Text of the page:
The Original Five X-men's time is up -- and they're woefully unprepared.
Ed Brisson Pepe Larraz
15 Aug 2018Other
There comes a point in every superhero time travel story when the damage to the timeline becomes untenable. Sometimes, it takes too long to get to that point and when functional time machines are involved, that's saying something. It's debatable whether the original five X-men -- as ripped from the earliest issues of Uncanny X-men -- have gotten to that point, but the circumstances surrounding Extermination #1 make a pretty convincing case that their time has come.
The reasons why the time-displaced X-men came to the future and stayed there are now obsolete. Cyclops never causes a mutant genocide. Jean Grey doesn't stay dead. Angel doesn't permanently lose his mind. Iceman doesn't stay in the closet. Everything that once horrified these characters about the future no longer applies. It makes their continued presence both superfluous and confusing. Ed Brisson and Pepe Larraz promise to resolve that with Extermination.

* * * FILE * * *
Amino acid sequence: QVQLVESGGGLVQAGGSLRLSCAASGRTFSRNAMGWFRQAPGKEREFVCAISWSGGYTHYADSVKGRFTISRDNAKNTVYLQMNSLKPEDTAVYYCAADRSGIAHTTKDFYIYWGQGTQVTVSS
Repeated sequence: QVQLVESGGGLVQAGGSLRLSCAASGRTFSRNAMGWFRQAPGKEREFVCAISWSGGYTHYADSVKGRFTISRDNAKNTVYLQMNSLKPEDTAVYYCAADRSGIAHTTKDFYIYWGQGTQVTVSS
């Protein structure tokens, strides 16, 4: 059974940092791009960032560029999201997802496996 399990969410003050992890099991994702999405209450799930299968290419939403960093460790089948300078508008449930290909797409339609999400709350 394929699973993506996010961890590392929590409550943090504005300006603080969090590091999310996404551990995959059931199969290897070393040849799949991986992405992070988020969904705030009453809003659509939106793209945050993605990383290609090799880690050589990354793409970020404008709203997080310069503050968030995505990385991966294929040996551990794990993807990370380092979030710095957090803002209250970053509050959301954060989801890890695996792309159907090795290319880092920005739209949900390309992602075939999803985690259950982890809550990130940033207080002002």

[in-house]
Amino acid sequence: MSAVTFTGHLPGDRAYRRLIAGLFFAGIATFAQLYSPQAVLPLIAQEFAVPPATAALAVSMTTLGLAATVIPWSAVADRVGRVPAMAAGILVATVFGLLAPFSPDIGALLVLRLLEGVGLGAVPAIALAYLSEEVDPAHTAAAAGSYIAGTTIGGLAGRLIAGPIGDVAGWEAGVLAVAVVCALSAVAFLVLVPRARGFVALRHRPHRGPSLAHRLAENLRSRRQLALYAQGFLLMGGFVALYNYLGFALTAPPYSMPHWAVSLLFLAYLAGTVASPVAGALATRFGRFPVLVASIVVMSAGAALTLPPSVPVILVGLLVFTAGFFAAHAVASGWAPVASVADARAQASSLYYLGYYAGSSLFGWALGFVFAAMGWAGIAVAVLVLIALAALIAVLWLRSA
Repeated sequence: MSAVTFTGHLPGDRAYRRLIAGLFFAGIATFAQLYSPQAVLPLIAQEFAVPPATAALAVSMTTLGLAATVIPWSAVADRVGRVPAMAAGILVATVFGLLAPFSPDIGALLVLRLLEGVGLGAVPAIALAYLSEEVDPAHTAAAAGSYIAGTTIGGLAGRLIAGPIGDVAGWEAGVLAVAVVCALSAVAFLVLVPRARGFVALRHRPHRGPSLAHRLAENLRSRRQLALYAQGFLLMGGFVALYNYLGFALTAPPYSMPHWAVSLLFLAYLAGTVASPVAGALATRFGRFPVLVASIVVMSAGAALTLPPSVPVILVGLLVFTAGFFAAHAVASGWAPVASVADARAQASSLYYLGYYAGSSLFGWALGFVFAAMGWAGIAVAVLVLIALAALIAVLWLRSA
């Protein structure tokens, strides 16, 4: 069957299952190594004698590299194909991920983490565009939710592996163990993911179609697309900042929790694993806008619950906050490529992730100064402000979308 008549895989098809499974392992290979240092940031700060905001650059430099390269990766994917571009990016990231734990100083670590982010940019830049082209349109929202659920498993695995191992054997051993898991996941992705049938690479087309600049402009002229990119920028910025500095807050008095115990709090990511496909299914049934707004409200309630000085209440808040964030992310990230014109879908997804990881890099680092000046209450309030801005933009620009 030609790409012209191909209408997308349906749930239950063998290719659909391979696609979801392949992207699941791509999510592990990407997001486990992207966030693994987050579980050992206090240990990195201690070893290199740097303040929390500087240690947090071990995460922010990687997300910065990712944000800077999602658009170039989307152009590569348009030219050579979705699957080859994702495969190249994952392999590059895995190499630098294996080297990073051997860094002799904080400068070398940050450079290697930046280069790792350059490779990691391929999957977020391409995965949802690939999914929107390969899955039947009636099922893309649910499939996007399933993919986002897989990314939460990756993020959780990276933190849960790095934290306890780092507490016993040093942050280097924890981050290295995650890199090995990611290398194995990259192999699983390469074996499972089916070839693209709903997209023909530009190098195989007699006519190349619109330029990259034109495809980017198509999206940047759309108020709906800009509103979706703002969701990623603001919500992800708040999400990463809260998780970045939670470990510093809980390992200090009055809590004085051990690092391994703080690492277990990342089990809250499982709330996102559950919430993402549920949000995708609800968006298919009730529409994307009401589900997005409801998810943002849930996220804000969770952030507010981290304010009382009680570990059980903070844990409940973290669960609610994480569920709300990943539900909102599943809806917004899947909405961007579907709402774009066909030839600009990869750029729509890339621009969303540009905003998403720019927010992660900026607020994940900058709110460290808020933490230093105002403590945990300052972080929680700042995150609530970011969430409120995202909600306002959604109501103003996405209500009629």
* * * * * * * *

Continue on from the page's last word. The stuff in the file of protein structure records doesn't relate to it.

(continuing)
This necessarily requires more time travel and all the timeline-twisting machinations that come with it. As Back to the Future so eloquently demonstrates in 1985, the source of the temporal disruption must also be the solution to some extent. The events of Extermination #1 just add more urgency, as well as a new threat that promises to step up the timetables, literally and figuratively.
The nature of that threat is vague, but it involves familiar names. Things happen fast and suddenly. Big messy battles unfold, giving Larraz plenty of chances to create stunning visuals. There are also multiple casualties, each of which have weighty implications. However, since casualties in a time travel story are often tenuous at best, the drama is limited. Despite this temporal barrier, Brisson and Larraz find plenty of ways to inject it into the plot.